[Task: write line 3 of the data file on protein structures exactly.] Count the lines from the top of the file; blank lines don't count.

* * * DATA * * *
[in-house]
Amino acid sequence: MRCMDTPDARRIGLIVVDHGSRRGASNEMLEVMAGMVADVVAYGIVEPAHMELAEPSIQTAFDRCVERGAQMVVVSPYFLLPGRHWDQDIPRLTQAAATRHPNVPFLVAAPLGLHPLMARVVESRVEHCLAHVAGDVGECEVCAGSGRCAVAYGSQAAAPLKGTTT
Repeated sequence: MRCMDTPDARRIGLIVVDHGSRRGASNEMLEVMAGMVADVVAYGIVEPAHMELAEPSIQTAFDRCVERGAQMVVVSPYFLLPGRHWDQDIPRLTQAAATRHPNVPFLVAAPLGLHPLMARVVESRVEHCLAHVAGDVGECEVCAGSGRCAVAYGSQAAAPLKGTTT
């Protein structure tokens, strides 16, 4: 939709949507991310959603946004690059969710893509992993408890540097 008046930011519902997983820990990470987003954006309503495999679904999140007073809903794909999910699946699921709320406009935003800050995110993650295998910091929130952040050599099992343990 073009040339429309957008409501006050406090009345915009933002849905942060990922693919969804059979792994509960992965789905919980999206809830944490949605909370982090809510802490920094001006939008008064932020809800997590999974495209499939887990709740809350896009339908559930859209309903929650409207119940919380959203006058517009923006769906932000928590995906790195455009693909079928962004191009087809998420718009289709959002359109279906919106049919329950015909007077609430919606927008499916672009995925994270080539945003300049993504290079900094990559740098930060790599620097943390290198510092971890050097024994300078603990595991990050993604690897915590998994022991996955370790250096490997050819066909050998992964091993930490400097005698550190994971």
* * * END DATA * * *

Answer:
Repeated sequence: MRCMDTPDARRIGLIVVDHGSRRGASNEMLEVMAGMVADVVAYGIVEPAHMELAEPSIQTAFDRCVERGAQMVVVSPYFLLPGRHWDQDIPRLTQAAATRHPNVPFLVAAPLGLHPLMARVVESRVEHCLAHVAGDVGECEVCAGSGRCAVAYGSQAAAPLKGTTT